HANNAH STORM TALKS BEFORE AMAZON DEBUT
“Football and sports are not the purview of one specific group of people. It’s not a secret language. It’s not brain surgery. And sometimes it can seem intimidating. Hopefully what we’ll do is keep it simple, keep it entertaining, keep people engaged and make people feel welcome. It’s for everybody.”
10-year ESPN vet Hannah Storm has teamed up with Pro Football Hall of Fame honoree Andrea Kremer to call Thursday Night Football as an alternative audio feed for Amazon Prime viewers, becoming the first all-female NFL announcing team. Storm has not called games regularly since the WNBA’s inaugural season in 1997 but said she’s always enjoyed the feel of a live event while sitting behind CNN or ESPN anchor desks and has long wanted to get more involved in the NFL.
She and Kremer have done a series of test games before calling Thursday’s game from a facility in Stamford, Conn. “It’s exhilarating and daunting all at once,” Storm says. [You can find more details on what the feed will sound like, the two other women involved in production, and Amazon’s other new Thursday Night Football features here.]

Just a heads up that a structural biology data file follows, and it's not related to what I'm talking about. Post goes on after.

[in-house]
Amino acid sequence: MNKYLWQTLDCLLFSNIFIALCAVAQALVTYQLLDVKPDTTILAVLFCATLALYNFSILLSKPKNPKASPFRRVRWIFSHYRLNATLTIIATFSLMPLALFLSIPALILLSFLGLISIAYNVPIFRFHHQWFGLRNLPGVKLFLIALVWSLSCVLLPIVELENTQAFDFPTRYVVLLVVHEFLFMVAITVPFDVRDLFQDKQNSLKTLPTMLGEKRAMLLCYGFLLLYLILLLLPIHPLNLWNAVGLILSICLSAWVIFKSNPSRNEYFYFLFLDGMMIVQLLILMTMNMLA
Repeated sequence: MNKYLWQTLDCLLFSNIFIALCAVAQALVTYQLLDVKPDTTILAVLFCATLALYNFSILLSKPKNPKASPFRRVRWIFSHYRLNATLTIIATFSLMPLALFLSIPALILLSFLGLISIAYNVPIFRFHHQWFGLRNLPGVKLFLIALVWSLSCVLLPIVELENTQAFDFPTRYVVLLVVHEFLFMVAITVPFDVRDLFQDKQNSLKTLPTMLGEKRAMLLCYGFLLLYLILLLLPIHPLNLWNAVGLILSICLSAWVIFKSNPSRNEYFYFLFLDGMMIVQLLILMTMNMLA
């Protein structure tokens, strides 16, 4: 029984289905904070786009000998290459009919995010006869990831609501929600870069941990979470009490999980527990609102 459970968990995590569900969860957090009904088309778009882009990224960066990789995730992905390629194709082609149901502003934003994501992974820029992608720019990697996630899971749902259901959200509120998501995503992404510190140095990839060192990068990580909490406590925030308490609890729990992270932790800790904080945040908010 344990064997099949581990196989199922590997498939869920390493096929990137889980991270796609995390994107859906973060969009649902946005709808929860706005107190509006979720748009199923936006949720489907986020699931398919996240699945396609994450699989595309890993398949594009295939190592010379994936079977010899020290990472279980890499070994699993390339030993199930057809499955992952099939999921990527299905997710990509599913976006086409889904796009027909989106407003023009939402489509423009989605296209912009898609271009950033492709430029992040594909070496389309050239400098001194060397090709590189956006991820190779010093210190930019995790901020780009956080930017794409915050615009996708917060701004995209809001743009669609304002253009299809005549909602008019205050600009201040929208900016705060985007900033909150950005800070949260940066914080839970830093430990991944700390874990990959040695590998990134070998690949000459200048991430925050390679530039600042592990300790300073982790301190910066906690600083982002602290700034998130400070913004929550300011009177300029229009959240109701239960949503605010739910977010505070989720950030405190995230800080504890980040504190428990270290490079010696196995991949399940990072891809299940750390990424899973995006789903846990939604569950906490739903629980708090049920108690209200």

Here are a few other (slightly edited) comments from our conversation:
On the pair’s mindset going into their first game: “The first thing Amazon said to us, right off the bat was, this is not a gimmick. The cool thing was, because this is an 11-game commitment on their part, not just a one-game thing, Andrea and I have the ability to go out there like a rookie quarterback and throw some interceptions. That’s definitely going to happen, we’re totally prepared for that. We’re actually going to be growing, and we’re going to have some good moments too.”